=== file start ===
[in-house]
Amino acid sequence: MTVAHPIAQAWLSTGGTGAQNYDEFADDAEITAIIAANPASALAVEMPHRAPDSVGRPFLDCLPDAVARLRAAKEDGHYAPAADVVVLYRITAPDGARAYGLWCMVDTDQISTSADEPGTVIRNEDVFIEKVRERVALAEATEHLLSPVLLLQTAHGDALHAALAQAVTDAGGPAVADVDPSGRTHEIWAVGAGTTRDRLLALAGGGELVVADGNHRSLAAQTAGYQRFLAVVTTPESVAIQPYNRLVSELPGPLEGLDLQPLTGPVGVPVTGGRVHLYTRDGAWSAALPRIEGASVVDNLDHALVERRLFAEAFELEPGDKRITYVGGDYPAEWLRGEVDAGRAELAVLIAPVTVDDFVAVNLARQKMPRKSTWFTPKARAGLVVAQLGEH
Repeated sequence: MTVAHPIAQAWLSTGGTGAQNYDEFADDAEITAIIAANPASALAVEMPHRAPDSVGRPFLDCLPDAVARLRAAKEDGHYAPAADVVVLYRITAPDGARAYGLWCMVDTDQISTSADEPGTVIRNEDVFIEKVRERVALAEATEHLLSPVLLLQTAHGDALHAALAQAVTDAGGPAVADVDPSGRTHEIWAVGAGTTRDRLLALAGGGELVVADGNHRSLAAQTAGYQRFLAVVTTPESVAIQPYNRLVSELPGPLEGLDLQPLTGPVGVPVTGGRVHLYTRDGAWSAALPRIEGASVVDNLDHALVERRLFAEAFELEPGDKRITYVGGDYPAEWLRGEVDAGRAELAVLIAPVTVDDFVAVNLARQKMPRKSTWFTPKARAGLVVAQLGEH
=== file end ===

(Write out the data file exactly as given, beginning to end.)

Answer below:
[in-house]
Amino acid sequence: MTVAHPIAQAWLSTGGTGAQNYDEFADDAEITAIIAANPASALAVEMPHRAPDSVGRPFLDCLPDAVARLRAAKEDGHYAPAADVVVLYRITAPDGARAYGLWCMVDTDQISTSADEPGTVIRNEDVFIEKVRERVALAEATEHLLSPVLLLQTAHGDALHAALAQAVTDAGGPAVADVDPSGRTHEIWAVGAGTTRDRLLALAGGGELVVADGNHRSLAAQTAGYQRFLAVVTTPESVAIQPYNRLVSELPGPLEGLDLQPLTGPVGVPVTGGRVHLYTRDGAWSAALPRIEGASVVDNLDHALVERRLFAEAFELEPGDKRITYVGGDYPAEWLRGEVDAGRAELAVLIAPVTVDDFVAVNLARQKMPRKSTWFTPKARAGLVVAQLGEH
Repeated sequence: MTVAHPIAQAWLSTGGTGAQNYDEFADDAEITAIIAANPASALAVEMPHRAPDSVGRPFLDCLPDAVARLRAAKEDGHYAPAADVVVLYRITAPDGARAYGLWCMVDTDQISTSADEPGTVIRNEDVFIEKVRERVALAEATEHLLSPVLLLQTAHGDALHAALAQAVTDAGGPAVADVDPSGRTHEIWAVGAGTTRDRLLALAGGGELVVADGNHRSLAAQTAGYQRFLAVVTTPESVAIQPYNRLVSELPGPLEGLDLQPLTGPVGVPVTGGRVHLYTRDGAWSAALPRIEGASVVDNLDHALVERRLFAEAFELEPGDKRITYVGGDYPAEWLRGEVDAGRAELAVLIAPVTVDDFVAVNLARQKMPRKSTWFTPKARAGLVVAQLGEH